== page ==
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Olympics is becoming torchbearer of sustainability

While Olympism help us to live in harmony with each other, this international sporting event’s unwritten rule may soon guide us how to live in harmony with the nature as well. In recent years no other world organisation might have promoted the concept of sustainability as the IOC (International Olympic Committee) has done, that too without being too vocal about the subject.

In 2019, IOC celebrated its 125 anniversary by building a structure which is considered to be one of the most sustainable structures in the world. “We wanted Olympic House to incorporate the elements of sustainability, credibility and youth – the same three pillars of Olympic Agenda 2020. The building reflects these three elements that are so central to our mission,” President Thomas Bach had told at the time of new building’s inauguration. The new Olympic House combines the highest standards in architectural design with a holistic approach to sustainability. It incorporates rigorous criteria in energy and water efficiency, while optimising the health and wellbeing of its users. Pushing sustainability boundaries, Olympic House has recently received the most rigorous international and local sustainability certifications, a demonstration of the IOC’s commitment to walk the talk and lead by example.

The sustainability theme is not restricted to just Olympic House but has been carried forward in the subsequent sporting infrastructure development and Olympic villages as is visible in Tokyo Olympics. Under the banner ‘Be better, together – For the planet and the people’, the Games’ organisers aim to promote a circular economy that will benefit Tokyo’s 14 million residents well into the future. Tokyo 2020 has pledged to be ‘net carbon zero’ by reducing energy, resource consumption and minimizing construction. Where it hasn’t been possible to use renewable energy, green power certificates will be used to compensate for the use of non-renewable electricity.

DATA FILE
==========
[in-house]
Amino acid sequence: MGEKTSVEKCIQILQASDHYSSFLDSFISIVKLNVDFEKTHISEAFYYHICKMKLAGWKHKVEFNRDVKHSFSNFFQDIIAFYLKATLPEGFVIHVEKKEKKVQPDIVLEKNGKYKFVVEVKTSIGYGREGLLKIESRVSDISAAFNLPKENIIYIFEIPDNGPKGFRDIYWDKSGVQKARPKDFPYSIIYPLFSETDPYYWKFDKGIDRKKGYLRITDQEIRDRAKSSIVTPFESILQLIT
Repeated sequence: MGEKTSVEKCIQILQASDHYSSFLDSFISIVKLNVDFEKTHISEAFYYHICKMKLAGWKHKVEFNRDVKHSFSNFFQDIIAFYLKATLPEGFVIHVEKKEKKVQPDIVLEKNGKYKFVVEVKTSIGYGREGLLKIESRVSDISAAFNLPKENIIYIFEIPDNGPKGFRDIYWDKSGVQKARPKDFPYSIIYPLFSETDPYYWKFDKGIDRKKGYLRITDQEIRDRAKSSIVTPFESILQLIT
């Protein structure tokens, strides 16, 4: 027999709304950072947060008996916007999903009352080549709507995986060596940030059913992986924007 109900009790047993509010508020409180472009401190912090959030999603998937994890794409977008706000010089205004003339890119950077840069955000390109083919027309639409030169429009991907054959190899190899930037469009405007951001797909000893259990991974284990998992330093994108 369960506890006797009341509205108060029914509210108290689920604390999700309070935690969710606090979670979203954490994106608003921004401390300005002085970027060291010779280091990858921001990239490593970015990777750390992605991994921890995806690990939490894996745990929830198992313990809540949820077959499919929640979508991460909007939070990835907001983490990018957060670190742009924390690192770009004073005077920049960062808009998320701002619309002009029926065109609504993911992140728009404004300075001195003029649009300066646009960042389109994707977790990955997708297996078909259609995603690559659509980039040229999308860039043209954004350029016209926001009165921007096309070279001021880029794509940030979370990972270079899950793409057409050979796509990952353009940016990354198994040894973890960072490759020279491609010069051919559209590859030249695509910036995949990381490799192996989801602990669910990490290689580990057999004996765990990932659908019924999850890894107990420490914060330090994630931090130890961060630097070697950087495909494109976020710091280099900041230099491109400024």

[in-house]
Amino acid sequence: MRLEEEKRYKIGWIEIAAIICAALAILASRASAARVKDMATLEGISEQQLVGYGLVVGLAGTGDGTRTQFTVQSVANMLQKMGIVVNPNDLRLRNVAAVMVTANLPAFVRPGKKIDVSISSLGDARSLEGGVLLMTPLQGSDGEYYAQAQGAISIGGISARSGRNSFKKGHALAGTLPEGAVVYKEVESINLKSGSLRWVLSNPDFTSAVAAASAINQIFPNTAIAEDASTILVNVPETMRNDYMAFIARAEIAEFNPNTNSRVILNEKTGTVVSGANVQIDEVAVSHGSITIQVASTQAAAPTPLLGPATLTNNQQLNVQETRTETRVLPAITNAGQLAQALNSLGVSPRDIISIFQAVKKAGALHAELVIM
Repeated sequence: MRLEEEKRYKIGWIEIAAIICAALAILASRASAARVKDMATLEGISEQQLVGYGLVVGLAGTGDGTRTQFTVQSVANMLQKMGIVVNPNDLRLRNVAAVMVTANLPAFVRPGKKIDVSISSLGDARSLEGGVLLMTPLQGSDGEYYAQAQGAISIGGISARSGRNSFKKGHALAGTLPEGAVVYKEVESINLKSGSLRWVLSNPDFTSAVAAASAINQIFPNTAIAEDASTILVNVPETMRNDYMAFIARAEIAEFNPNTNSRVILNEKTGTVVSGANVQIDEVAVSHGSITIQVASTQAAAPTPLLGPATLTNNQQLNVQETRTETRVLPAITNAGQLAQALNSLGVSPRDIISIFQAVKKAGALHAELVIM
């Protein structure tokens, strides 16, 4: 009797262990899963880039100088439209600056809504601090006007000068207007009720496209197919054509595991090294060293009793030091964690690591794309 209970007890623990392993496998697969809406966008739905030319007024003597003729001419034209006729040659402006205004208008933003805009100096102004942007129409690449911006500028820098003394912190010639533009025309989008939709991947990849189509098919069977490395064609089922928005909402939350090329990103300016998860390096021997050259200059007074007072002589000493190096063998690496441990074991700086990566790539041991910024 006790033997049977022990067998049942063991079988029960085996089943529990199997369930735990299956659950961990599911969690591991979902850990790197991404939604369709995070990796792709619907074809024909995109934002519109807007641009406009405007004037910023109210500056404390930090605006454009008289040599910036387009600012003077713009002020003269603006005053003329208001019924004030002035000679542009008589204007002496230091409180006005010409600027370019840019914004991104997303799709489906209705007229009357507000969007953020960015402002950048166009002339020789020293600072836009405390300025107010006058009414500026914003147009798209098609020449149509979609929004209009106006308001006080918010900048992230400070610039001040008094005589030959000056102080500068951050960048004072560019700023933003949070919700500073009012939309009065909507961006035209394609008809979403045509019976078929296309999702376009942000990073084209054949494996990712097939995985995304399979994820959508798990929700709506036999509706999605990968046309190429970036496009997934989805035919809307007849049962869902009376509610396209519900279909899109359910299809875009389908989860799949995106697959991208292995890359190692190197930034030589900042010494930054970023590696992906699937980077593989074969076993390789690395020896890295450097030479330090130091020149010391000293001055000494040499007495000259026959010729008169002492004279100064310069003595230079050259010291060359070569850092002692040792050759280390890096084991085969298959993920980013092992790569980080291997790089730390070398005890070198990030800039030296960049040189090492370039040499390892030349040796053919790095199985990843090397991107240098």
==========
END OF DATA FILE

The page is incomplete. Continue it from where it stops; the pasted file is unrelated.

The 68,000-seat Japan National Stadium, designed by Kengo Kuma, costing a not-small £1.2bn, is described as a “living tree”. It uses plenty of timber in its construction and is ringed with prominent horizontals, which are said to evoke the overhanging eaves of traditional Japanese buildings. In fact, 34 of the 42 venues at these Olympics are older buildings reused which is a new thing in the history of Olympics. Its not the end but just the beginning. For example, Paris, host of the 2024 Olympics, promises that 95% of its venues will be either existing or temporary, and that its carbon emissions will be halved in comparison to the last two editions of the Summer Games. So, the Olympics is going to be soon the torchbearer of the sustainability.

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